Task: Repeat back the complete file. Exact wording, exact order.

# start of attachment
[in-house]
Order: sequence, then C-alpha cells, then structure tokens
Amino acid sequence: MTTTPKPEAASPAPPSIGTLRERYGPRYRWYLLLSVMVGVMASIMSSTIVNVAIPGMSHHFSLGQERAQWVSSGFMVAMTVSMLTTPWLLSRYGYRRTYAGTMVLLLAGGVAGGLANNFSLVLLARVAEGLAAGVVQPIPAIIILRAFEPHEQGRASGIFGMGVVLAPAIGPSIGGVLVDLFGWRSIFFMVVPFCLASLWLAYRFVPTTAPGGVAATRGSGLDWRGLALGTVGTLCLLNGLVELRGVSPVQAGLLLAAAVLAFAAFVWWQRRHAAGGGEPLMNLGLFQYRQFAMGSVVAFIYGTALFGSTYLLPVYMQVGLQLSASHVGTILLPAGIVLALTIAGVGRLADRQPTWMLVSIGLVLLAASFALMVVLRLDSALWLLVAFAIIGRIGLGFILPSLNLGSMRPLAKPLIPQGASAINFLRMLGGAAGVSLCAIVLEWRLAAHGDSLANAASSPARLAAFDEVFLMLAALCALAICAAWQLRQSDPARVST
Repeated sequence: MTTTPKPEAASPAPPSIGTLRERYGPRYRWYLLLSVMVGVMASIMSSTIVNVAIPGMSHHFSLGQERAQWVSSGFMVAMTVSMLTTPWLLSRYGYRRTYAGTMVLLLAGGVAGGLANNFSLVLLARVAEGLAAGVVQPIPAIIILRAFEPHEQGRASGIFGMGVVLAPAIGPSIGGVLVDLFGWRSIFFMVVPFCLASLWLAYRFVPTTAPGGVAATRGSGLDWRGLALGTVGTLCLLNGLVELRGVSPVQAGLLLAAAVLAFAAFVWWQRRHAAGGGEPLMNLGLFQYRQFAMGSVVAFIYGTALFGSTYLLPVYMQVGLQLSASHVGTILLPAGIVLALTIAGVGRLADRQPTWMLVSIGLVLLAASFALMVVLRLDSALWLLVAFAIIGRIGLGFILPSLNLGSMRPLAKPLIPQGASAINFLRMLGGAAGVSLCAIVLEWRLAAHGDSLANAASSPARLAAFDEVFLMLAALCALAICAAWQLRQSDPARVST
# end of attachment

[in-house]
Order: sequence, then C-alpha cells, then structure tokens
Amino acid sequence: MTTTPKPEAASPAPPSIGTLRERYGPRYRWYLLLSVMVGVMASIMSSTIVNVAIPGMSHHFSLGQERAQWVSSGFMVAMTVSMLTTPWLLSRYGYRRTYAGTMVLLLAGGVAGGLANNFSLVLLARVAEGLAAGVVQPIPAIIILRAFEPHEQGRASGIFGMGVVLAPAIGPSIGGVLVDLFGWRSIFFMVVPFCLASLWLAYRFVPTTAPGGVAATRGSGLDWRGLALGTVGTLCLLNGLVELRGVSPVQAGLLLAAAVLAFAAFVWWQRRHAAGGGEPLMNLGLFQYRQFAMGSVVAFIYGTALFGSTYLLPVYMQVGLQLSASHVGTILLPAGIVLALTIAGVGRLADRQPTWMLVSIGLVLLAASFALMVVLRLDSALWLLVAFAIIGRIGLGFILPSLNLGSMRPLAKPLIPQGASAINFLRMLGGAAGVSLCAIVLEWRLAAHGDSLANAASSPARLAAFDEVFLMLAALCALAICAAWQLRQSDPARVST
Repeated sequence: MTTTPKPEAASPAPPSIGTLRERYGPRYRWYLLLSVMVGVMASIMSSTIVNVAIPGMSHHFSLGQERAQWVSSGFMVAMTVSMLTTPWLLSRYGYRRTYAGTMVLLLAGGVAGGLANNFSLVLLARVAEGLAAGVVQPIPAIIILRAFEPHEQGRASGIFGMGVVLAPAIGPSIGGVLVDLFGWRSIFFMVVPFCLASLWLAYRFVPTTAPGGVAATRGSGLDWRGLALGTVGTLCLLNGLVELRGVSPVQAGLLLAAAVLAFAAFVWWQRRHAAGGGEPLMNLGLFQYRQFAMGSVVAFIYGTALFGSTYLLPVYMQVGLQLSASHVGTILLPAGIVLALTIAGVGRLADRQPTWMLVSIGLVLLAASFALMVVLRLDSALWLLVAFAIIGRIGLGFILPSLNLGSMRPLAKPLIPQGASAINFLRMLGGAAGVSLCAIVLEWRLAAHGDSLANAASSPARLAAFDEVFLMLAALCALAICAAWQLRQSDPARVST